I have used fingernails to get repeatable at smaller openings, but found that I need excess air to get a smoke ring. If I leave the top vent open and control temperature using the bottom vent, there's no smoke ring. 

 

4 hours ago, StlBBQDan said:

...  it seemed to stabilize around 250 which was fine but then over the next 2 hours it increased up to 300+. This seems to be a common theme with me.

Yep, I see this too. Over many cooks, I noticed where the vent settings eventually ended up, give-or-take a little. Now I put food on as soon as I have a mature fire, always use a water pan, and set the vents when I add food. That means I start the cook at lower temperature than I want long-term, but the cold food doesn't seem to care as long as it's stable after a couple hours. 

 

Eventually you will find the temperature starts to rise. The odds are the water pan will be dry, too. Keep it wet. Converting water to steam provides negative feedback to control the fire. 

 

Stay well,

Frank

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27 minutes ago, fbov said:

Which finger? I use fingers for both vents (old-style top). My index finger is about twice as wide as my pinkie finger, which is half as thick across the nail bed as it is at the joint.  "Half-pinkie" is the smallest I go when I'm looking for a smoke ring. 

 

I have used fingernails to get repeatable at smaller openings, but found that I need excess air to get a smoke ring. If I leave the top vent open and control temperature using the bottom vent, there's no smoke ring. 

 

Yep, I see this too. Over many cooks, I noticed where the vent settings eventually ended up, give-or-take a little. Now I put food on as soon as I have a mature fire, always use a water pan, and set the vents when I add food. That means I start the cook at lower temperature than I want long-term, but the cold food doesn't seem to care as long as it's stable after a couple hours. 

 

Eventually you will find the temperature starts to rise. The odds are the water pan will be dry, too. Keep it wet. Converting water to steam provides negative feedback to control the fire.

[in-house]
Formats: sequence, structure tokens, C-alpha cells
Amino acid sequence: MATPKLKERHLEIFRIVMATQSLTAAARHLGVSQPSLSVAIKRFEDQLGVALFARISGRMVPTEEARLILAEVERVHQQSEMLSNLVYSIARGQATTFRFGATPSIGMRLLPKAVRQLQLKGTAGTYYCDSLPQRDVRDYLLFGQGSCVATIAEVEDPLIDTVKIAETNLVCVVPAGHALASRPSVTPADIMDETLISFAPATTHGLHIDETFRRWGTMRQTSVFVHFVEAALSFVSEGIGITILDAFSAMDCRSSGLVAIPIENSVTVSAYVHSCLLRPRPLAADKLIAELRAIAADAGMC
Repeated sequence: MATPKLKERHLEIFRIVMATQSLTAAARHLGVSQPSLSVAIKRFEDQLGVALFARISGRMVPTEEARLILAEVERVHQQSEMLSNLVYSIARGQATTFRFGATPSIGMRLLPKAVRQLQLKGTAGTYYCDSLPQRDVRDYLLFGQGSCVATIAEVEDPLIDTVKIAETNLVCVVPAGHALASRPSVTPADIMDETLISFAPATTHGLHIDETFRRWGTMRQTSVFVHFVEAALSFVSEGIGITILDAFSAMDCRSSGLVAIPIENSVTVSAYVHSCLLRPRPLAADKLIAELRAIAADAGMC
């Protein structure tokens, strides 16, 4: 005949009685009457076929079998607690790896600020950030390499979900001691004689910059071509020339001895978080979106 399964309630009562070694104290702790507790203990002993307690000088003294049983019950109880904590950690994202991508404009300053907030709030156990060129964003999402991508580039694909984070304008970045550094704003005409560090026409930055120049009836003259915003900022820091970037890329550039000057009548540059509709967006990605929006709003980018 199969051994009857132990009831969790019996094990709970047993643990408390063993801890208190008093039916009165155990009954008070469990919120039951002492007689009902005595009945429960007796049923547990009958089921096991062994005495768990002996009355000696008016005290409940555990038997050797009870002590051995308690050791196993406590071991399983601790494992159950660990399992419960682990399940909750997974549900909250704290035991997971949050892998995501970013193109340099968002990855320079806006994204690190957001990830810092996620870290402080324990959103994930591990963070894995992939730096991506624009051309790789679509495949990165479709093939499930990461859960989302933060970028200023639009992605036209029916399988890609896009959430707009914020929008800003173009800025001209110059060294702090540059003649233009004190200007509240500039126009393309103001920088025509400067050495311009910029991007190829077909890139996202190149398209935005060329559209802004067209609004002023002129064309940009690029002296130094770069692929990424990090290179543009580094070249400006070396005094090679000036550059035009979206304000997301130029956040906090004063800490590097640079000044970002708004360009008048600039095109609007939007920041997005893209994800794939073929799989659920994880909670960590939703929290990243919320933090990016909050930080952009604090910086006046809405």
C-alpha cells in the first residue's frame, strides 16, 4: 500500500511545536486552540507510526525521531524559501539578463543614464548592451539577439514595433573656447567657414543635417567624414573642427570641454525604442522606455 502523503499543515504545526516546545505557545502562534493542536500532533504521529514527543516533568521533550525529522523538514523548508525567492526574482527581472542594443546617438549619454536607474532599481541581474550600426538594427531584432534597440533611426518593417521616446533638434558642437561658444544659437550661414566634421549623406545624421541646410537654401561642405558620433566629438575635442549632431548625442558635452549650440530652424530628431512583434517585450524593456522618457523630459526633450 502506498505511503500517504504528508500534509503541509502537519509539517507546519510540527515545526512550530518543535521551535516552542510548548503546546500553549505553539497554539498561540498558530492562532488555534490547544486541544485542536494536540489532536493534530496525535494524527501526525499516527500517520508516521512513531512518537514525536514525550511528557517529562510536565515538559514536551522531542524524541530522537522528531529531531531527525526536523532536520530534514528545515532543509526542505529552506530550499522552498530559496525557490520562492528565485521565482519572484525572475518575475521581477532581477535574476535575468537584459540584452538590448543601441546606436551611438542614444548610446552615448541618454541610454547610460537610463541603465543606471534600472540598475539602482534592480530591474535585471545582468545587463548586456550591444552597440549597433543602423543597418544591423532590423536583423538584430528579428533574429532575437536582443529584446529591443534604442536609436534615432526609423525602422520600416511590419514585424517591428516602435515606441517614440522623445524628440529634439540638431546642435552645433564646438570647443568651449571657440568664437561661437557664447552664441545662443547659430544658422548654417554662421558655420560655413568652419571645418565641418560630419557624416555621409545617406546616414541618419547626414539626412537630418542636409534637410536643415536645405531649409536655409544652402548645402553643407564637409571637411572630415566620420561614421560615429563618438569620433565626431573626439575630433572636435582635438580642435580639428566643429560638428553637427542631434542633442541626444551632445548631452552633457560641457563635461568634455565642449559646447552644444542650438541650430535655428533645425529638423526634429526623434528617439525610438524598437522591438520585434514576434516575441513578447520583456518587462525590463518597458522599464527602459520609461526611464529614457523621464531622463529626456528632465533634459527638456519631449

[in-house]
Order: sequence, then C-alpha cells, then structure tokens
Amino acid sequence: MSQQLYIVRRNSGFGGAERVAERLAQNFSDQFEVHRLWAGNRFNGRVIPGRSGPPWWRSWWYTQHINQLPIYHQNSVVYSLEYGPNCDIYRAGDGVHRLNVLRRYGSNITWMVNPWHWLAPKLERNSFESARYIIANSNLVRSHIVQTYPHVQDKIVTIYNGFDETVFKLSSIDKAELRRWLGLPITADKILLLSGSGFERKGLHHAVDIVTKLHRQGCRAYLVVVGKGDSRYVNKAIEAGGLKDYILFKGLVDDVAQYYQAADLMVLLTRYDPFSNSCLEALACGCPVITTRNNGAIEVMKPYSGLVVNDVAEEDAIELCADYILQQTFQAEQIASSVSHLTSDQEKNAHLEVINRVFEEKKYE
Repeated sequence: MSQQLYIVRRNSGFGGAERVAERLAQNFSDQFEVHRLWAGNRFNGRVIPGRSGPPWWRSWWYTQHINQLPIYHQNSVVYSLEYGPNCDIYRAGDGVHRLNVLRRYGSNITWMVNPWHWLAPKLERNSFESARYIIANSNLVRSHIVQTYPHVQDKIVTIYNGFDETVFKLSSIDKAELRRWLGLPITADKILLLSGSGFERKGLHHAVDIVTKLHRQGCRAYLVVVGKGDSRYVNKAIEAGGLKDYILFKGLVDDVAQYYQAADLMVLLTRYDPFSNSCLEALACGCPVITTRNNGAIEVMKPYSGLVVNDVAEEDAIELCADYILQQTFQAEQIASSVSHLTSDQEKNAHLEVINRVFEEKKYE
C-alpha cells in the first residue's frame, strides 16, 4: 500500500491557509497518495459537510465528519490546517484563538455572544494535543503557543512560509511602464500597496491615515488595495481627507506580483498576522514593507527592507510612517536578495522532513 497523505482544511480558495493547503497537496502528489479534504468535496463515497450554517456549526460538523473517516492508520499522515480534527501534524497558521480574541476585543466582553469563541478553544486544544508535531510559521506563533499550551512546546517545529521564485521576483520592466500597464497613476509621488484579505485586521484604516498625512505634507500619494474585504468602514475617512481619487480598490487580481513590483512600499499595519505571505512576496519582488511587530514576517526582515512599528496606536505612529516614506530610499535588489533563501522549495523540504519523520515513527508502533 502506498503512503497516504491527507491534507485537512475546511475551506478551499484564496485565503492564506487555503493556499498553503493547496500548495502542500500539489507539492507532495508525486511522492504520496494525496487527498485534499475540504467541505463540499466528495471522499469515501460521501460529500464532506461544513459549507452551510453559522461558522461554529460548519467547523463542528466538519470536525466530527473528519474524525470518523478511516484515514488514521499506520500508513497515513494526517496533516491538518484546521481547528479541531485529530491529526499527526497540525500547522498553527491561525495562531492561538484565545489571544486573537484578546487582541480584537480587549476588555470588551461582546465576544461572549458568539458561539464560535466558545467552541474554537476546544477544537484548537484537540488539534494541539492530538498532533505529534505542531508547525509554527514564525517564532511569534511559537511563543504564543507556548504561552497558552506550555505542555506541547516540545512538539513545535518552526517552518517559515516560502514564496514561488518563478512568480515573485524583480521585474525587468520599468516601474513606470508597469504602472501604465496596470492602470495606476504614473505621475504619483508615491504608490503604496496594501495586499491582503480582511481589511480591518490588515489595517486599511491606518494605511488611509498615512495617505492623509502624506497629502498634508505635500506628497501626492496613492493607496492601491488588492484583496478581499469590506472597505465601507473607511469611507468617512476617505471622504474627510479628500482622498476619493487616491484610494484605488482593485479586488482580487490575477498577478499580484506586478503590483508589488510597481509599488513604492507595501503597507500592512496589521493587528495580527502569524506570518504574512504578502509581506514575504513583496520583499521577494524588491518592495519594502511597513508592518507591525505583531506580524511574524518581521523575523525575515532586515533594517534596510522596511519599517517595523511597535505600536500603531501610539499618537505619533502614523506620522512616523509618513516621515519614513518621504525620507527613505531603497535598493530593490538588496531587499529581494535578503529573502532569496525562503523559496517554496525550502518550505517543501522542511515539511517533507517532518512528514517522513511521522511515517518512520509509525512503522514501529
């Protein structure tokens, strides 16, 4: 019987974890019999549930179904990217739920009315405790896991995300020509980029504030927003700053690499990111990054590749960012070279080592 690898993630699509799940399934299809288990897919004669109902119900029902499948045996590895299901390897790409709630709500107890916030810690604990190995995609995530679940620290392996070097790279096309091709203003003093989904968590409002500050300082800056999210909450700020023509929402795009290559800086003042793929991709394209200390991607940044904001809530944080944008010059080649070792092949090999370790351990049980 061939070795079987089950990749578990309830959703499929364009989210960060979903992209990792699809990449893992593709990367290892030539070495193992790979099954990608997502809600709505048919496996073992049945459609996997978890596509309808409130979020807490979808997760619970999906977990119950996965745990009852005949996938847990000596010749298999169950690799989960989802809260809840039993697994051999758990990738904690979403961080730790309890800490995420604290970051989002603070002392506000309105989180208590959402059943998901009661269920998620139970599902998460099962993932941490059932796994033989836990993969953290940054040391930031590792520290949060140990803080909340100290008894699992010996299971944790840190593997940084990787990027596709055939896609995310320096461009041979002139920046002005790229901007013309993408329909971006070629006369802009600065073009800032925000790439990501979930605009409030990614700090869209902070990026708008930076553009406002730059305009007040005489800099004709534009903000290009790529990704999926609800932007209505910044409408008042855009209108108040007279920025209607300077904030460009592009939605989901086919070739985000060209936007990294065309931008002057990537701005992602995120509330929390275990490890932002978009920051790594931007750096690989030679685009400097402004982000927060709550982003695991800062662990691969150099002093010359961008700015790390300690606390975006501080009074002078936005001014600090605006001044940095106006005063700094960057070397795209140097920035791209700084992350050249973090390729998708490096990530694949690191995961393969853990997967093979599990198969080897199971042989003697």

Stay well,

Frank

Index finger. Probably about a 1/2 inch or so. That's for the bottom vent. Top was opened to just under first line. I cooked a brisket and a had a great smoke ring. Maybe I just have to be used to the KJ taking a few hours to fully come up to temp. 

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I'll add that in my experience there's not a nickels worth of difference between 250°F and 300°F.  Unless you've calibrated the dome thermometer, you really don't know what you're cooking at.  With that said, I try to smoke at 275°F dome temp, plus or minus 25°, with an uncalibrated thermometer.  As long as the temp holds steady and doesn't rise above 300°F I don't worry about it.

 

My vent settings on my Big Joe are nowhere near an inch open, top or bottom, for maintaining 275°F.  More like 1/8 inch top and bottom.

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On 7/27/2020 at 5:37 PM, pmillen said:

I don't get it.

We've been through this, I think. Water expands by a factor of 1,800 when converted to steam. This affects the top and bottom vent air flow. 

- a hotter fire makes more steam, which increases back-pressure at the lower vent. This reduces fresh air.

- a cooler fire makes less steam, reducing intake back-pressure. This increases fresh air. 

 

Negative feedback drives a response in the opposite direction of any change, increasing stability. A hotter fire makes more steam which reduces air to the fire causing it to make less heat which reduces the amount of steam allowing in more air to make the fire hotter. 

 

Stay well,

Frank

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8 hours ago, fbov said:

We've been through this, I think. Water expands by a factor of 1,800 when converted to steam. This affects the top and bottom vent air flow. 

- a hotter fire makes more steam, which increases back-pressure at the lower vent. This reduces fresh air.

- a cooler fire makes less steam, reducing intake back-pressure. This increases fresh air. 

 

Negative feedback drives a response in the opposite direction of any change, increasing stability. A hotter fire makes more steam which reduces air to the fire causing it to make less heat which reduces the amount of steam allowing in more air to make the fire hotter. 

 

Stay well,

Frank

 

And I wonder why I drink. LOL

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I wondered if the amount of steam being generated from a pan in a Kamado is enough to even make a difference to the air pressure beyond the expansion of gases due to burning the charcoal.

 

Does anyone have any idea how to test this or has this already been done?

 

OK, so I did some digging....

 

With the Classic II, I typically can fill the fire box with about 5 lbs of charcoal. 5 lbs of coal generates roughly 10 lbs of CO2. 1 lb of CO2 fits into a square of roughly 24.6". Therefore 5 lbs of lump produces 80 cubic feet of CO2. Since a 5 lb burn at 275 will generally take let's say 12-13 hours, the Kamado in theory should be throwing out 7 cubic feet/hour or 0.11 CFM of CO2 through a 1" square opening.

 

With these rates, I don't see why there should be any effective back pressure inside the Kamado due to steam since the top opening looks like it can easily handle the CFM. The flow is in reality higher due to the open vent at the bottom.

 

Sorry, hope I'm not rubbing anyone the wrong way, but my theory is that the heat rising out of the top vent is most likely pulling the pressure out of the Kamado faster than pressure can build in it unless the top is almost totally closed.

 

Cheers.